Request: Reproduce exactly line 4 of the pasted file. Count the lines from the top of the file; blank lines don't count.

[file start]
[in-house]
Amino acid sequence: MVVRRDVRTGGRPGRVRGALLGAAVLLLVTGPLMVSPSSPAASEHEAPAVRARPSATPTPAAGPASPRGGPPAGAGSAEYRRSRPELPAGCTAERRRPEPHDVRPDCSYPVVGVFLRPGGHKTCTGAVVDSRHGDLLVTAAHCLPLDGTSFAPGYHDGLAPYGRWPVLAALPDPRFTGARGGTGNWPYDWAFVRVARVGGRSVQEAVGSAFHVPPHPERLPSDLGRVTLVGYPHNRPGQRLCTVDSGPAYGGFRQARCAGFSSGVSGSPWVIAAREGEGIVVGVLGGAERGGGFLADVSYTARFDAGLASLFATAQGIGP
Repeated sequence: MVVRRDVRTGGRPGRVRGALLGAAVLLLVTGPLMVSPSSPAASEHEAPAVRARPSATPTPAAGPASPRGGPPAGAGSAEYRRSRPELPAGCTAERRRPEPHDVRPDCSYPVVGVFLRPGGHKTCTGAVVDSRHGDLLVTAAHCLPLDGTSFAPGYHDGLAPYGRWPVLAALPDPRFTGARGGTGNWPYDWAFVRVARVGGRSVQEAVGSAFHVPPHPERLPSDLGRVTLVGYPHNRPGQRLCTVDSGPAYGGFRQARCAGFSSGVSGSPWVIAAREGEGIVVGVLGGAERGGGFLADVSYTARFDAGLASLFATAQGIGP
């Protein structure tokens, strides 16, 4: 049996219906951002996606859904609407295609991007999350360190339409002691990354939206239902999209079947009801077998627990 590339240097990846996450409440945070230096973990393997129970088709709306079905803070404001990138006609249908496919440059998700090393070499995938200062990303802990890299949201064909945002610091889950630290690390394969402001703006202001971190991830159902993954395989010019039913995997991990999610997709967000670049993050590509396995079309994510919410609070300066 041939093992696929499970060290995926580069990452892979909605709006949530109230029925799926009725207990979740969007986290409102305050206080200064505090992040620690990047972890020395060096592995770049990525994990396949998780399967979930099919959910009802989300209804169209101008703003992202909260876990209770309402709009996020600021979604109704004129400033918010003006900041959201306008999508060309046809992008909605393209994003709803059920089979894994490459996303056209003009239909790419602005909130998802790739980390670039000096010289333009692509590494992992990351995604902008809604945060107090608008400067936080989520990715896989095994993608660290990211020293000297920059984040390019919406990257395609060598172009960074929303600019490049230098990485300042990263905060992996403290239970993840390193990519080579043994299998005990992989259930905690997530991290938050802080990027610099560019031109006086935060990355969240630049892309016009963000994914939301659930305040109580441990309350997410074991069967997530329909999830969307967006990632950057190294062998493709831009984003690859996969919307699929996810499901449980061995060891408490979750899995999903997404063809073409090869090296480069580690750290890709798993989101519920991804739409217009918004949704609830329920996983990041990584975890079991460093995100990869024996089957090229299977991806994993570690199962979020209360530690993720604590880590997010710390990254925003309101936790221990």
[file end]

């Protein structure tokens, strides 16, 4: 049996219906951002996606859904609407295609991007999350360190339409002691990354939206239902999209079947009801077998627990 590339240097990846996450409440945070230096973990393997129970088709709306079905803070404001990138006609249908496919440059998700090393070499995938200062990303802990890299949201064909945002610091889950630290690390394969402001703006202001971190991830159902993954395989010019039913995997991990999610997709967000670049993050590509396995079309994510919410609070300066 041939093992696929499970060290995926580069990452892979909605709006949530109230029925799926009725207990979740969007986290409102305050206080200064505090992040620690990047972890020395060096592995770049990525994990396949998780399967979930099919959910009802989300209804169209101008703003992202909260876990209770309402709009996020600021979604109704004129400033918010003006900041959201306008999508060309046809992008909605393209994003709803059920089979894994490459996303056209003009239909790419602005909130998802790739980390670039000096010289333009692509590494992992990351995604902008809604945060107090608008400067936080989520990715896989095994993608660290990211020293000297920059984040390019919406990257395609060598172009960074929303600019490049230098990485300042990263905060992996403290239970993840390193990519080579043994299998005990992989259930905690997530991290938050802080990027610099560019031109006086935060990355969240630049892309016009963000994914939301659930305040109580441990309350997410074991069967997530329909999830969307967006990632950057190294062998493709831009984003690859996969919307699929996810499901449980061995060891408490979750899995999903997404063809073409090869090296480069580690750290890709798993989101519920991804739409217009918004949704609830329920996983990041990584975890079991460093995100990869024996089957090229299977991806994993570690199962979020209360530690993720604590880590997010710390990254925003309101936790221990």